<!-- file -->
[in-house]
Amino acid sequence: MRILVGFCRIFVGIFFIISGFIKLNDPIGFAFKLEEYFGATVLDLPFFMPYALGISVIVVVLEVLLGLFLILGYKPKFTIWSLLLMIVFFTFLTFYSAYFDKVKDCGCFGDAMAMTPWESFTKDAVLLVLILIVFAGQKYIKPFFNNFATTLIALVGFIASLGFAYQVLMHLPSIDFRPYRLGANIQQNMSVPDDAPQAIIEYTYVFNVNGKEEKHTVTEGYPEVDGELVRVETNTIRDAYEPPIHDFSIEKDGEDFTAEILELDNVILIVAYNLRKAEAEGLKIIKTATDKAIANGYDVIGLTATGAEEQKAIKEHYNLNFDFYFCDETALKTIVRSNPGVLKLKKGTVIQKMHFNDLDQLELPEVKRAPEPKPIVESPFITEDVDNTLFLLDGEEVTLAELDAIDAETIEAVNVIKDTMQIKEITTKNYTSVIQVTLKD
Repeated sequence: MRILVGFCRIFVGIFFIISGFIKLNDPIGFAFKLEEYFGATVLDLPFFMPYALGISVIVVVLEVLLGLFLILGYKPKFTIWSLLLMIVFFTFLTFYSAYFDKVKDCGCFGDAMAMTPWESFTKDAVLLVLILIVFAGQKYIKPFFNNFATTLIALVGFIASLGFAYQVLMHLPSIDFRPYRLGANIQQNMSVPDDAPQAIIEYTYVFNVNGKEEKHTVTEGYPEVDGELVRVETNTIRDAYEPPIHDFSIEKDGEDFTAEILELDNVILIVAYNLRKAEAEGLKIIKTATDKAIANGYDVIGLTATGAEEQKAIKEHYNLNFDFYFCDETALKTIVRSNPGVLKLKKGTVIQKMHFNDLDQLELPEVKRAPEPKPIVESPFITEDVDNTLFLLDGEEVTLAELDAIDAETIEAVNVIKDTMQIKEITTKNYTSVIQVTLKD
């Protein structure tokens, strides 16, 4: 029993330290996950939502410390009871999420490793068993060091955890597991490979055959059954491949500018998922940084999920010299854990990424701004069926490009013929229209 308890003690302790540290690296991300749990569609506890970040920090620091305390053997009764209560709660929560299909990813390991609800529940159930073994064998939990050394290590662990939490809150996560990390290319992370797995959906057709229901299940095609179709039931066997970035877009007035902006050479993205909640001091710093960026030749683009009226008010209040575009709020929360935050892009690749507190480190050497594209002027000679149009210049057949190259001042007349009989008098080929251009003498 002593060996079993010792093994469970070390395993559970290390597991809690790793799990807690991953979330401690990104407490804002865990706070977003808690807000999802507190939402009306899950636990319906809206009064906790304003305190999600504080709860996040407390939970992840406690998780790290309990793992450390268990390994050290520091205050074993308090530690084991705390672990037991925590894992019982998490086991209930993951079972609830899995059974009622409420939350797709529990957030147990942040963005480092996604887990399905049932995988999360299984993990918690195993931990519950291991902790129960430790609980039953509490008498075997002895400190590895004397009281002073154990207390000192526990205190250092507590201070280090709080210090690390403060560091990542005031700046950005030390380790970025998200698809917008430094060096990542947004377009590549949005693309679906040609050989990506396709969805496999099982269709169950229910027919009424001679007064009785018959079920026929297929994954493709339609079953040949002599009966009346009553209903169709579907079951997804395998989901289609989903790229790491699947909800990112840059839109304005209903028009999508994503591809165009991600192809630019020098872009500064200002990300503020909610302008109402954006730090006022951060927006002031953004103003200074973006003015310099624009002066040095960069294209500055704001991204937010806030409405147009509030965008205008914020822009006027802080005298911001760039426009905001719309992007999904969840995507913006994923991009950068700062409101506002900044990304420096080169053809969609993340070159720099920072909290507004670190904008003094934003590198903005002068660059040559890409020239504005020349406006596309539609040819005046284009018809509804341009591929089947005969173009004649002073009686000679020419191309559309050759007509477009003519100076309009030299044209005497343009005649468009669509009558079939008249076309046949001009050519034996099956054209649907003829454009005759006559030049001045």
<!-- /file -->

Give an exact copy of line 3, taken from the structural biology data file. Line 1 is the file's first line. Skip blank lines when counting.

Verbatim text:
Repeated sequence: MRILVGFCRIFVGIFFIISGFIKLNDPIGFAFKLEEYFGATVLDLPFFMPYALGISVIVVVLEVLLGLFLILGYKPKFTIWSLLLMIVFFTFLTFYSAYFDKVKDCGCFGDAMAMTPWESFTKDAVLLVLILIVFAGQKYIKPFFNNFATTLIALVGFIASLGFAYQVLMHLPSIDFRPYRLGANIQQNMSVPDDAPQAIIEYTYVFNVNGKEEKHTVTEGYPEVDGELVRVETNTIRDAYEPPIHDFSIEKDGEDFTAEILELDNVILIVAYNLRKAEAEGLKIIKTATDKAIANGYDVIGLTATGAEEQKAIKEHYNLNFDFYFCDETALKTIVRSNPGVLKLKKGTVIQKMHFNDLDQLELPEVKRAPEPKPIVESPFITEDVDNTLFLLDGEEVTLAELDAIDAETIEAVNVIKDTMQIKEITTKNYTSVIQVTLKD